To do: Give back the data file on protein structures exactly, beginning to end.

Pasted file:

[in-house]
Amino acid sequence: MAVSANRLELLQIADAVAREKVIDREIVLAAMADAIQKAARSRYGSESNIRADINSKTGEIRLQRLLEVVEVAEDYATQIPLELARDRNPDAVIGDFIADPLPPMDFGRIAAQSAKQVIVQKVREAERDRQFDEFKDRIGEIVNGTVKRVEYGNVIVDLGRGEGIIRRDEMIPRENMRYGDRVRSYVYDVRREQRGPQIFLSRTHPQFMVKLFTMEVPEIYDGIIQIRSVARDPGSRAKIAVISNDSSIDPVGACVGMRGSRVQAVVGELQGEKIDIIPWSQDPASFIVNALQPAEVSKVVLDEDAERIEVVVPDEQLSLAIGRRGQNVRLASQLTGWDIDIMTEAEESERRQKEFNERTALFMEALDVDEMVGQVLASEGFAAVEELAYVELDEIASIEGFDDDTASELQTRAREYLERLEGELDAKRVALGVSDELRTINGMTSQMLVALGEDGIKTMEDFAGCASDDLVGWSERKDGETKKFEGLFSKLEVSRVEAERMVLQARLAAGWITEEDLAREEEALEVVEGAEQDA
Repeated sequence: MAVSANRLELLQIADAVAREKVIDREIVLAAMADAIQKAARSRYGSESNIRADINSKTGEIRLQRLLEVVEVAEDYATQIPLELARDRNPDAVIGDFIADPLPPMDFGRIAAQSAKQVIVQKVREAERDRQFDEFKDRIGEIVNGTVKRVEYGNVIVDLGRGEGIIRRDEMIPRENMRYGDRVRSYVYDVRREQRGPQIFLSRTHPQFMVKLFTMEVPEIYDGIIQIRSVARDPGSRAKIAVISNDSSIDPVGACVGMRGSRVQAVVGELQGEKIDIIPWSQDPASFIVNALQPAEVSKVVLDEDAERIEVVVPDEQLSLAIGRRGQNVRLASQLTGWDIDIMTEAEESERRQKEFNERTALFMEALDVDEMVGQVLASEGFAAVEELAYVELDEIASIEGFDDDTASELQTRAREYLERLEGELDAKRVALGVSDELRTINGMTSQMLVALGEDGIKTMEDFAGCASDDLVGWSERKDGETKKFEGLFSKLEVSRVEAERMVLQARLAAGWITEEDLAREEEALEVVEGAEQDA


[in-house]
Amino acid sequence: MAVSANRLELLQIADAVAREKVIDREIVLAAMADAIQKAARSRYGSESNIRADINSKTGEIRLQRLLEVVEVAEDYATQIPLELARDRNPDAVIGDFIADPLPPMDFGRIAAQSAKQVIVQKVREAERDRQFDEFKDRIGEIVNGTVKRVEYGNVIVDLGRGEGIIRRDEMIPRENMRYGDRVRSYVYDVRREQRGPQIFLSRTHPQFMVKLFTMEVPEIYDGIIQIRSVARDPGSRAKIAVISNDSSIDPVGACVGMRGSRVQAVVGELQGEKIDIIPWSQDPASFIVNALQPAEVSKVVLDEDAERIEVVVPDEQLSLAIGRRGQNVRLASQLTGWDIDIMTEAEESERRQKEFNERTALFMEALDVDEMVGQVLASEGFAAVEELAYVELDEIASIEGFDDDTASELQTRAREYLERLEGELDAKRVALGVSDELRTINGMTSQMLVALGEDGIKTMEDFAGCASDDLVGWSERKDGETKKFEGLFSKLEVSRVEAERMVLQARLAAGWITEEDLAREEEALEVVEGAEQDA
Repeated sequence: MAVSANRLELLQIADAVAREKVIDREIVLAAMADAIQKAARSRYGSESNIRADINSKTGEIRLQRLLEVVEVAEDYATQIPLELARDRNPDAVIGDFIADPLPPMDFGRIAAQSAKQVIVQKVREAERDRQFDEFKDRIGEIVNGTVKRVEYGNVIVDLGRGEGIIRRDEMIPRENMRYGDRVRSYVYDVRREQRGPQIFLSRTHPQFMVKLFTMEVPEIYDGIIQIRSVARDPGSRAKIAVISNDSSIDPVGACVGMRGSRVQAVVGELQGEKIDIIPWSQDPASFIVNALQPAEVSKVVLDEDAERIEVVVPDEQLSLAIGRRGQNVRLASQLTGWDIDIMTEAEESERRQKEFNERTALFMEALDVDEMVGQVLASEGFAAVEELAYVELDEIASIEGFDDDTASELQTRAREYLERLEGELDAKRVALGVSDELRTINGMTSQMLVALGEDGIKTMEDFAGCASDDLVGWSERKDGETKKFEGLFSKLEVSRVEAERMVLQARLAAGWITEEDLAREEEALEVVEGAEQDA